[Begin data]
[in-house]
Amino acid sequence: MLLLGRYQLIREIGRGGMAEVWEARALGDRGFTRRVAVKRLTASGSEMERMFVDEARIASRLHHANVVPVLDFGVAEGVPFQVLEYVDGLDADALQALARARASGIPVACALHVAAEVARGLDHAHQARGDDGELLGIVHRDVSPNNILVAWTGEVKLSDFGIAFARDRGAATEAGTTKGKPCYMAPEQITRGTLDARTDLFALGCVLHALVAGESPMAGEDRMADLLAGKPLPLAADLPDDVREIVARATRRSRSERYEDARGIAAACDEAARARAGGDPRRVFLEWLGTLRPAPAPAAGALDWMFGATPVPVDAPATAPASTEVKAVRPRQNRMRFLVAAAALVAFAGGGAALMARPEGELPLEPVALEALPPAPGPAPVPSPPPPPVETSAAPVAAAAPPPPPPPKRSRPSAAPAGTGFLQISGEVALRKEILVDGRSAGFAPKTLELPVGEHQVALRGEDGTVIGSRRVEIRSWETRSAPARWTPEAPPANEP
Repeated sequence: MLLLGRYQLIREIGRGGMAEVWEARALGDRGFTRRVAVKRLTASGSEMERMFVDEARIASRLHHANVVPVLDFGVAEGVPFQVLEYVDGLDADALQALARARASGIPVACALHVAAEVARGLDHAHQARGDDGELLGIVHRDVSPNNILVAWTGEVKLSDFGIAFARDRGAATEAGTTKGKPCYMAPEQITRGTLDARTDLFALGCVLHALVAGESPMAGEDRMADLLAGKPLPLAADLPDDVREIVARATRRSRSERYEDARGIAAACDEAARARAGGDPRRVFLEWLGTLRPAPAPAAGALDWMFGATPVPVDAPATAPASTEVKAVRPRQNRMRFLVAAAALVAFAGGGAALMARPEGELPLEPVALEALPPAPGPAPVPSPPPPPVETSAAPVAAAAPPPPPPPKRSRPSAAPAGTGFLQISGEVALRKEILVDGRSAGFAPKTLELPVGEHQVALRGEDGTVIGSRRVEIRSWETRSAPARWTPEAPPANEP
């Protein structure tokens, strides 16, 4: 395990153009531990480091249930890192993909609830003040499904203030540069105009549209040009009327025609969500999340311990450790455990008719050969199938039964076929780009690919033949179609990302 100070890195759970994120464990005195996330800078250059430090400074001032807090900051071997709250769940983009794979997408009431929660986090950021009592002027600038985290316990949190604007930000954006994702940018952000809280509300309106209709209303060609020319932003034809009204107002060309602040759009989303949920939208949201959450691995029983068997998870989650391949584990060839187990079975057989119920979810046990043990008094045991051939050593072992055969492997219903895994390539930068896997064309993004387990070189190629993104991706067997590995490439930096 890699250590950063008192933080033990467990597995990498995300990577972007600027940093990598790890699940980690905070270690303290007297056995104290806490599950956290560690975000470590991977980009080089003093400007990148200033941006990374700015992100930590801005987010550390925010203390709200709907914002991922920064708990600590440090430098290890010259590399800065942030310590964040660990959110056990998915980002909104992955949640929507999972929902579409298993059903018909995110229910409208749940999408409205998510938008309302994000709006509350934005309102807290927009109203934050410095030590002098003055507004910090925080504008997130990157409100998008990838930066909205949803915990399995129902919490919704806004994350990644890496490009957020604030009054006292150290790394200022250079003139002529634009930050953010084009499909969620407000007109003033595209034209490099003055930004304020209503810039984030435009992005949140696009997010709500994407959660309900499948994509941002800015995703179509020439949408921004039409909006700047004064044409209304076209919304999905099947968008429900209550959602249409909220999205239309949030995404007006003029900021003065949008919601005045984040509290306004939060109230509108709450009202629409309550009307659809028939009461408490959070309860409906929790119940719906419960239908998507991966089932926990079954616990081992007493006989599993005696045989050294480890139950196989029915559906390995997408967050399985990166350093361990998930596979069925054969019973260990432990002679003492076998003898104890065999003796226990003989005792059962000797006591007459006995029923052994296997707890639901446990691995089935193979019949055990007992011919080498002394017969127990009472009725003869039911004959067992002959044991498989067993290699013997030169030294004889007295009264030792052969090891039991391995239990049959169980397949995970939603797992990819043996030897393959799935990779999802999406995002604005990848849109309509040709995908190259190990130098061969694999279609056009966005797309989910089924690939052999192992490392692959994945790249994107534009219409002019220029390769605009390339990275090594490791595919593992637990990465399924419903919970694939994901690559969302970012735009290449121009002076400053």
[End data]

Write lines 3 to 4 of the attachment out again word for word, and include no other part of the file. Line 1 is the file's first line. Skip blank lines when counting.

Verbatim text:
Repeated sequence: MLLLGRYQLIREIGRGGMAEVWEARALGDRGFTRRVAVKRLTASGSEMERMFVDEARIASRLHHANVVPVLDFGVAEGVPFQVLEYVDGLDADALQALARARASGIPVACALHVAAEVARGLDHAHQARGDDGELLGIVHRDVSPNNILVAWTGEVKLSDFGIAFARDRGAATEAGTTKGKPCYMAPEQITRGTLDARTDLFALGCVLHALVAGESPMAGEDRMADLLAGKPLPLAADLPDDVREIVARATRRSRSERYEDARGIAAACDEAARARAGGDPRRVFLEWLGTLRPAPAPAAGALDWMFGATPVPVDAPATAPASTEVKAVRPRQNRMRFLVAAAALVAFAGGGAALMARPEGELPLEPVALEALPPAPGPAPVPSPPPPPVETSAAPVAAAAPPPPPPPKRSRPSAAPAGTGFLQISGEVALRKEILVDGRSAGFAPKTLELPVGEHQVALRGEDGTVIGSRRVEIRSWETRSAPARWTPEAPPANEP
């Protein structure tokens, strides 16, 4: 395990153009531990480091249930890192993909609830003040499904203030540069105009549209040009009327025609969500999340311990450790455990008719050969199938039964076929780009690919033949179609990302 100070890195759970994120464990005195996330800078250059430090400074001032807090900051071997709250769940983009794979997408009431929660986090950021009592002027600038985290316990949190604007930000954006994702940018952000809280509300309106209709209303060609020319932003034809009204107002060309602040759009989303949920939208949201959450691995029983068997998870989650391949584990060839187990079975057989119920979810046990043990008094045991051939050593072992055969492997219903895994390539930068896997064309993004387990070189190629993104991706067997590995490439930096 890699250590950063008192933080033990467990597995990498995300990577972007600027940093990598790890699940980690905070270690303290007297056995104290806490599950956290560690975000470590991977980009080089003093400007990148200033941006990374700015992100930590801005987010550390925010203390709200709907914002991922920064708990600590440090430098290890010259590399800065942030310590964040660990959110056990998915980002909104992955949640929507999972929902579409298993059903018909995110229910409208749940999408409205998510938008309302994000709006509350934005309102807290927009109203934050410095030590002098003055507004910090925080504008997130990157409100998008990838930066909205949803915990399995129902919490919704806004994350990644890496490009957020604030009054006292150290790394200022250079003139002529634009930050953010084009499909969620407000007109003033595209034209490099003055930004304020209503810039984030435009992005949140696009997010709500994407959660309900499948994509941002800015995703179509020439949408921004039409909006700047004064044409209304076209919304999905099947968008429900209550959602249409909220999205239309949030995404007006003029900021003065949008919601005045984040509290306004939060109230509108709450009202629409309550009307659809028939009461408490959070309860409906929790119940719906419960239908998507991966089932926990079954616990081992007493006989599993005696045989050294480890139950196989029915559906390995997408967050399985990166350093361990998930596979069925054969019973260990432990002679003492076998003898104890065999003796226990003989005792059962000797006591007459006995029923052994296997707890639901446990691995089935193979019949055990007992011919080498002394017969127990009472009725003869039911004959067992002959044991498989067993290699013997030169030294004889007295009264030792052969090891039991391995239990049959169980397949995970939603797992990819043996030897393959799935990779999802999406995002604005990848849109309509040709995908190259190990130098061969694999279609056009966005797309989910089924690939052999192992490392692959994945790249994107534009219409002019220029390769605009390339990275090594490791595919593992637990990465399924419903919970694939994901690559969302970012735009290449121009002076400053």